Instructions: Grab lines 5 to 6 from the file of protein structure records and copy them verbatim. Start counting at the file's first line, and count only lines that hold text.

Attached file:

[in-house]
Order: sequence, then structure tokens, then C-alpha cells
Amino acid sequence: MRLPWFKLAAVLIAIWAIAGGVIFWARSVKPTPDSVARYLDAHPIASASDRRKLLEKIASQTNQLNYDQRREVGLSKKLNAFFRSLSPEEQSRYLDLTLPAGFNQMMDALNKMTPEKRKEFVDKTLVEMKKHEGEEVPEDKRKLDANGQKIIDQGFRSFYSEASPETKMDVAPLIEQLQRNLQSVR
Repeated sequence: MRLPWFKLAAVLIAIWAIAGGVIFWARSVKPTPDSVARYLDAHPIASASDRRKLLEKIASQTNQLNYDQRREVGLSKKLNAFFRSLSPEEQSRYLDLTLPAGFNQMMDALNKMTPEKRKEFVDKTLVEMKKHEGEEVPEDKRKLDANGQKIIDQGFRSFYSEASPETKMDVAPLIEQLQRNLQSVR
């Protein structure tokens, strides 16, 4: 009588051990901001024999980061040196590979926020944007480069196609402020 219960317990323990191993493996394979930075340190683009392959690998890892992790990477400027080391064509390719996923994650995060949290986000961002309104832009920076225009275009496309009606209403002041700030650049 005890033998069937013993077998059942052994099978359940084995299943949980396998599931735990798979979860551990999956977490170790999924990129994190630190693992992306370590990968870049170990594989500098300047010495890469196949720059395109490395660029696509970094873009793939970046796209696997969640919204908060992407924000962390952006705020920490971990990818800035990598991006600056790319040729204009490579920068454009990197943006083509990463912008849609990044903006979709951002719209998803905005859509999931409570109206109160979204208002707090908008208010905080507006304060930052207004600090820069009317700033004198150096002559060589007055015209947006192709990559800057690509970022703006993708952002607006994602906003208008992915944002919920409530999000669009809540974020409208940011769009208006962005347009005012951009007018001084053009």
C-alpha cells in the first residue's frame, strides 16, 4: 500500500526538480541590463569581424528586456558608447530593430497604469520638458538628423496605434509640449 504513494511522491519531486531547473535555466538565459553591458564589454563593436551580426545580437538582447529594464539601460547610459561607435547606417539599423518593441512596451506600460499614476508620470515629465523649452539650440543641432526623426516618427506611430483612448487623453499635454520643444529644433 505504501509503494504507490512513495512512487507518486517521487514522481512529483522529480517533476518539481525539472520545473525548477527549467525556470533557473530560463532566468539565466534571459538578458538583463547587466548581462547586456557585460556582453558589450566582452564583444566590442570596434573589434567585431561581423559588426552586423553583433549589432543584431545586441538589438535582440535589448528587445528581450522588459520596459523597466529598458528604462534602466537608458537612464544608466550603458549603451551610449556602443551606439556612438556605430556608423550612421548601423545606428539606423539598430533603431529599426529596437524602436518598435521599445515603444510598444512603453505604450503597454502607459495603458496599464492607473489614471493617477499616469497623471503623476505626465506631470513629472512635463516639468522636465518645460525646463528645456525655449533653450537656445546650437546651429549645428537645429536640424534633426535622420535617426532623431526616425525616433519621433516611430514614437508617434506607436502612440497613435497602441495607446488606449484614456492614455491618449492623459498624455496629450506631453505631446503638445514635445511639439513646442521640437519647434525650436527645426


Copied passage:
């Protein structure tokens, strides 16, 4: 009588051990901001024999980061040196590979926020944007480069196609402020 219960317990323990191993493996394979930075340190683009392959690998890892992790990477400027080391064509390719996923994650995060949290986000961002309104832009920076225009275009496309009606209403002041700030650049 005890033998069937013993077998059942052994099978359940084995299943949980396998599931735990798979979860551990999956977490170790999924990129994190630190693992992306370590990968870049170990594989500098300047010495890469196949720059395109490395660029696509970094873009793939970046796209696997969640919204908060992407924000962390952006705020920490971990990818800035990598991006600056790319040729204009490579920068454009990197943006083509990463912008849609990044903006979709951002719209998803905005859509999931409570109206109160979204208002707090908008208010905080507006304060930052207004600090820069009317700033004198150096002559060589007055015209947006192709990559800057690509970022703006993708952002607006994602906003208008992915944002919920409530999000669009809540974020409208940011769009208006962005347009005012951009007018001084053009």
C-alpha cells in the first residue's frame, strides 16, 4: 500500500526538480541590463569581424528586456558608447530593430497604469520638458538628423496605434509640449 504513494511522491519531486531547473535555466538565459553591458564589454563593436551580426545580437538582447529594464539601460547610459561607435547606417539599423518593441512596451506600460499614476508620470515629465523649452539650440543641432526623426516618427506611430483612448487623453499635454520643444529644433 505504501509503494504507490512513495512512487507518486517521487514522481512529483522529480517533476518539481525539472520545473525548477527549467525556470533557473530560463532566468539565466534571459538578458538583463547587466548581462547586456557585460556582453558589450566582452564583444566590442570596434573589434567585431561581423559588426552586423553583433549589432543584431545586441538589438535582440535589448528587445528581450522588459520596459523597466529598458528604462534602466537608458537612464544608466550603458549603451551610449556602443551606439556612438556605430556608423550612421548601423545606428539606423539598430533603431529599426529596437524602436518598435521599445515603444510598444512603453505604450503597454502607459495603458496599464492607473489614471493617477499616469497623471503623476505626465506631470513629472512635463516639468522636465518645460525646463528645456525655449533653450537656445546650437546651429549645428537645429536640424534633426535622420535617426532623431526616425525616433519621433516611430514614437508617434506607436502612440497613435497602441495607446488606449484614456492614455491618449492623459498624455496629450506631453505631446503638445514635445511639439513646442521640437519647434525650436527645426